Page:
Patience is at a premium when dealing with your strong-willed child.

What the Bible Says About Raising Strong-Willed Children

by Karen Hollowell

Raising children is not easy. You love your child unconditionally, but it takes a lot of patience to handle him -- especially if he is strong-willed. Strong-willed children want their way and will let you know in no uncertain terms what their desires are and how you should fulfill them. They also have a hard time knowing when to stop arguing, because they want to win. The Bible might help you get through to your strong-willed child ... and it could save your sanity in the process.

1. Training

Proverbs 22:6 says, "Train up a child in the way he should go; even when he is old he will not depart from it." This means that parents have a responsibility to teach their children morals and proper behavior. This verse promises that when a child gets older, he will remember these teachings. Of course, this doesn't help you when you're in a store with your child who has been screaming for 30 minutes so you will buy him a toy. This verse can give you assurance that your child does listen to the advice and admonitions you give him and hopefully will reflect and act on them as he grows up.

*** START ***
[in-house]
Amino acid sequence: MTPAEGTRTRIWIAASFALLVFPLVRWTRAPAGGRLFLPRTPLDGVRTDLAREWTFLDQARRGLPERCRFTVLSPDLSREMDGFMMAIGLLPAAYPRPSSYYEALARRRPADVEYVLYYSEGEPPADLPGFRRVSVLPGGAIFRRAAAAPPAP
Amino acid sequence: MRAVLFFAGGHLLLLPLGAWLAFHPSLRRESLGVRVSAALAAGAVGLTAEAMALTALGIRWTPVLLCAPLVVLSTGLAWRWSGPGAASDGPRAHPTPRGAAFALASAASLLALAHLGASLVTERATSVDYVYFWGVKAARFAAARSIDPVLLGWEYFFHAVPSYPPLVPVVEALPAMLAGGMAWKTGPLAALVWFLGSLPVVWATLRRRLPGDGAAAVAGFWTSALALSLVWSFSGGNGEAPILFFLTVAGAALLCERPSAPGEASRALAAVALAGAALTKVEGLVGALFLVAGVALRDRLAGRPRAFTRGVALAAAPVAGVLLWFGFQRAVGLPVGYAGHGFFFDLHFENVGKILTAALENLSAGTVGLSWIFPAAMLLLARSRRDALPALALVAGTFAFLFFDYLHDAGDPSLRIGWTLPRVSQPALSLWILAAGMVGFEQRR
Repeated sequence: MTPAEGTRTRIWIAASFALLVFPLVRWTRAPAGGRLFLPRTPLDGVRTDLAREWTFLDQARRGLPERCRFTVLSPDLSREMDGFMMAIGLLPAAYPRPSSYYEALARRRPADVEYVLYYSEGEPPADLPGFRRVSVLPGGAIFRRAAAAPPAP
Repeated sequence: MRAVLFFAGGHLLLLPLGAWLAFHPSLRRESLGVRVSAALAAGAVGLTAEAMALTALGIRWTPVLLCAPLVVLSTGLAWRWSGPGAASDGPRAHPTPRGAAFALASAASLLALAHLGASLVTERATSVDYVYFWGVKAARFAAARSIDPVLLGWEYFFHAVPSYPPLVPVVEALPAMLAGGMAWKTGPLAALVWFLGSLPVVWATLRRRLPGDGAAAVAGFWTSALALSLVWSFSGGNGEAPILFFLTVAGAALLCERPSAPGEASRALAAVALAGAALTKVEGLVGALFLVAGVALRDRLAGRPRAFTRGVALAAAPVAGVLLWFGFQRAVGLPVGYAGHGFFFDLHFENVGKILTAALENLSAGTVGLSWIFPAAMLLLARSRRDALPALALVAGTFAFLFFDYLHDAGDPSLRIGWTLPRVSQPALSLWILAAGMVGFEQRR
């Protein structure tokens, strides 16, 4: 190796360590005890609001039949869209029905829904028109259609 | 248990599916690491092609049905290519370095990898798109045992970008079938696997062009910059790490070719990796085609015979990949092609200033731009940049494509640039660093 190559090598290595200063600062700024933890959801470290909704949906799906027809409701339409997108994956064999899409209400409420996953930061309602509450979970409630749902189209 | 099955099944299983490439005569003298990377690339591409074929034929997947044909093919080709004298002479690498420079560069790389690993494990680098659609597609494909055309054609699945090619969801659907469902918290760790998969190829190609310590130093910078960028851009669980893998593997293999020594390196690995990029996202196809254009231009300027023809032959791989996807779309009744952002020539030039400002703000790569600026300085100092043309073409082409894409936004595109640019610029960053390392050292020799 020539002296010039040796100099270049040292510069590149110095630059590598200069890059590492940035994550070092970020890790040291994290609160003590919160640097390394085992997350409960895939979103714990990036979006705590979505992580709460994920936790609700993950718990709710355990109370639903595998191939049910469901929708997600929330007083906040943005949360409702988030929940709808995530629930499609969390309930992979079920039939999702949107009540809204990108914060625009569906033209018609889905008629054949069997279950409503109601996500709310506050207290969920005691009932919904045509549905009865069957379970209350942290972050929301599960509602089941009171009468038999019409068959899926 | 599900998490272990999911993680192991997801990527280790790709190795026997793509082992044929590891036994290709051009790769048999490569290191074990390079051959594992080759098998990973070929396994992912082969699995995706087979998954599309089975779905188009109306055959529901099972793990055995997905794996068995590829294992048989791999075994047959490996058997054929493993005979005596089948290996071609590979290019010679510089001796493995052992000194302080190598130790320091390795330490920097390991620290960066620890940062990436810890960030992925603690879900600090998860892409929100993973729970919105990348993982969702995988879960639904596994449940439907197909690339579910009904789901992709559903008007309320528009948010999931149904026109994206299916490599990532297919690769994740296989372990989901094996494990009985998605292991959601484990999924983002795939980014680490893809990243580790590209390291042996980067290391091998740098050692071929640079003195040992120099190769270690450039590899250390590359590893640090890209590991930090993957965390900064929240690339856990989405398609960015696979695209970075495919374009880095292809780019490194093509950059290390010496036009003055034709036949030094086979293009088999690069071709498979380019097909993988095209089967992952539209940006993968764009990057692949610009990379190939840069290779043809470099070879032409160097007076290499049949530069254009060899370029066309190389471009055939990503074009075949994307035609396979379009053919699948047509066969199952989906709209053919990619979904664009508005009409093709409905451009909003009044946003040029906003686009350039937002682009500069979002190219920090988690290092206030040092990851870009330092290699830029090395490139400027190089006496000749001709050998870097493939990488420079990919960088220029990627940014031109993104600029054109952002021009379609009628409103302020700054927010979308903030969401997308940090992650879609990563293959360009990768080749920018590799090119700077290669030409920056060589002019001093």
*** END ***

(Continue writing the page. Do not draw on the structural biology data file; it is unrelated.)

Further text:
2. Respecting

A strong-willed child often has trouble obeying authority. You should continue to emphasize to your child that respect and obedience will be necessary at home and school and other places where adults are in charge. Teach them Colossians 3:20: "Children, obey your parents in everything, for this pleases the Lord." Three- to 5-year-olds are very capable of memorizing this short verse. It might help you to remember 1 Thessalonians 5:17: "Pray without ceasing!"

3. Disciplining

Proverbs 13:24 tells us, "Whoever spares the rod hates his son, but he who loves him is diligent to discipline him." Strong-willed children might be unaffected by a spanking. In fact, it could make them even more determined to get their way. Your approach to discipline may have to be tempered with gentleness as referred to in Galatians 5:22-23, "The fruit of the Spirit is love, joy, peace, patience, kindness, goodness, faithfulness, gentleness, self-control; against such things there is no law."

4. Loving

Ephesians 6:4 says, "Fathers, do not provoke your children to anger, but bring them up in the discipline and instruction of the Lord." This means that parents can make their children become angry and bitter adults if they always deal severely with them or withhold affection. Even a strong-willed child needs to know that his parents love him. You should communicate this often. 1 Peter 4:8 is a wonderful reminder of this: "Above all, keep loving one another earnestly, since love covers a multitude of sins." This might help you keep your patience and sanity in the years to come.

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